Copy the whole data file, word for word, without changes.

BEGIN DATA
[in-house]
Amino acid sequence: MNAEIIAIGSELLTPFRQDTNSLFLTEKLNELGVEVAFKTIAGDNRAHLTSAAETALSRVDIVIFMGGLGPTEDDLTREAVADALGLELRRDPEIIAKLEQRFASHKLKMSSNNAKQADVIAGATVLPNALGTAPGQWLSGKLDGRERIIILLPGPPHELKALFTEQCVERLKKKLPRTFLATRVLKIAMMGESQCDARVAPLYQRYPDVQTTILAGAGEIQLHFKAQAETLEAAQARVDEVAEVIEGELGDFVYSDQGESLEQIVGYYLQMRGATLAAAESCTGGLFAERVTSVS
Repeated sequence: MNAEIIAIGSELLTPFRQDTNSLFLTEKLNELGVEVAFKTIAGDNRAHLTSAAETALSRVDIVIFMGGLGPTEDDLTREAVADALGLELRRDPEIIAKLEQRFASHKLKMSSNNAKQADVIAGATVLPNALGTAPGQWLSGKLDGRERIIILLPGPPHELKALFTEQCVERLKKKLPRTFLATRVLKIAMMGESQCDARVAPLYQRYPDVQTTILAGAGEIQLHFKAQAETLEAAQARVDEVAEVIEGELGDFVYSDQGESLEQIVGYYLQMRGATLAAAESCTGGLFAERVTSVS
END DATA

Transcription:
[in-house]
Amino acid sequence: MNAEIIAIGSELLTPFRQDTNSLFLTEKLNELGVEVAFKTIAGDNRAHLTSAAETALSRVDIVIFMGGLGPTEDDLTREAVADALGLELRRDPEIIAKLEQRFASHKLKMSSNNAKQADVIAGATVLPNALGTAPGQWLSGKLDGRERIIILLPGPPHELKALFTEQCVERLKKKLPRTFLATRVLKIAMMGESQCDARVAPLYQRYPDVQTTILAGAGEIQLHFKAQAETLEAAQARVDEVAEVIEGELGDFVYSDQGESLEQIVGYYLQMRGATLAAAESCTGGLFAERVTSVS
Repeated sequence: MNAEIIAIGSELLTPFRQDTNSLFLTEKLNELGVEVAFKTIAGDNRAHLTSAAETALSRVDIVIFMGGLGPTEDDLTREAVADALGLELRRDPEIIAKLEQRFASHKLKMSSNNAKQADVIAGATVLPNALGTAPGQWLSGKLDGRERIIILLPGPPHELKALFTEQCVERLKKKLPRTFLATRVLKIAMMGESQCDARVAPLYQRYPDVQTTILAGAGEIQLHFKAQAETLEAAQARVDEVAEVIEGELGDFVYSDQGESLEQIVGYYLQMRGATLAAAESCTGGLFAERVTSVS